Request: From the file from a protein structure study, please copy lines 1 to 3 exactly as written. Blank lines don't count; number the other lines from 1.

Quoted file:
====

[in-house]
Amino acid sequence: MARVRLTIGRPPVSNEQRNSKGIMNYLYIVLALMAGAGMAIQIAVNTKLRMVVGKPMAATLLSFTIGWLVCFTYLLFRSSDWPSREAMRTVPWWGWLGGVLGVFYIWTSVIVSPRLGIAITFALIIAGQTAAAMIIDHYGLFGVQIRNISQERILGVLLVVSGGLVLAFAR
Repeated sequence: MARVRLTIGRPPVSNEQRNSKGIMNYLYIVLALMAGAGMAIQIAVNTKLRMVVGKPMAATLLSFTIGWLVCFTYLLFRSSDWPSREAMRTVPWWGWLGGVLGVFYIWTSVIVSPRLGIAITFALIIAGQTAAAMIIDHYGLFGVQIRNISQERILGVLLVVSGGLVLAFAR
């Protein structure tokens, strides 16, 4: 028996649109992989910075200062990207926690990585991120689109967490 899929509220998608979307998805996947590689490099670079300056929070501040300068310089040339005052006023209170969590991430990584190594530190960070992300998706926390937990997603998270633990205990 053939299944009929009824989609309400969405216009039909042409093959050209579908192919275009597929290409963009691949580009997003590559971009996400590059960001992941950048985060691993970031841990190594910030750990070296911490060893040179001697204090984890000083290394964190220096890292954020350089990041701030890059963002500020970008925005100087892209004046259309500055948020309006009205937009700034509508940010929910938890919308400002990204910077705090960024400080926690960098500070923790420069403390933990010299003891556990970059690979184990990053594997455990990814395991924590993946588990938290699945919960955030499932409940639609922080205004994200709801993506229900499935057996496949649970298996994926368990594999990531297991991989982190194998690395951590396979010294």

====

[in-house]
Amino acid sequence: MARVRLTIGRPPVSNEQRNSKGIMNYLYIVLALMAGAGMAIQIAVNTKLRMVVGKPMAATLLSFTIGWLVCFTYLLFRSSDWPSREAMRTVPWWGWLGGVLGVFYIWTSVIVSPRLGIAITFALIIAGQTAAAMIIDHYGLFGVQIRNISQERILGVLLVVSGGLVLAFAR
Repeated sequence: MARVRLTIGRPPVSNEQRNSKGIMNYLYIVLALMAGAGMAIQIAVNTKLRMVVGKPMAATLLSFTIGWLVCFTYLLFRSSDWPSREAMRTVPWWGWLGGVLGVFYIWTSVIVSPRLGIAITFALIIAGQTAAAMIIDHYGLFGVQIRNISQERILGVLLVVSGGLVLAFAR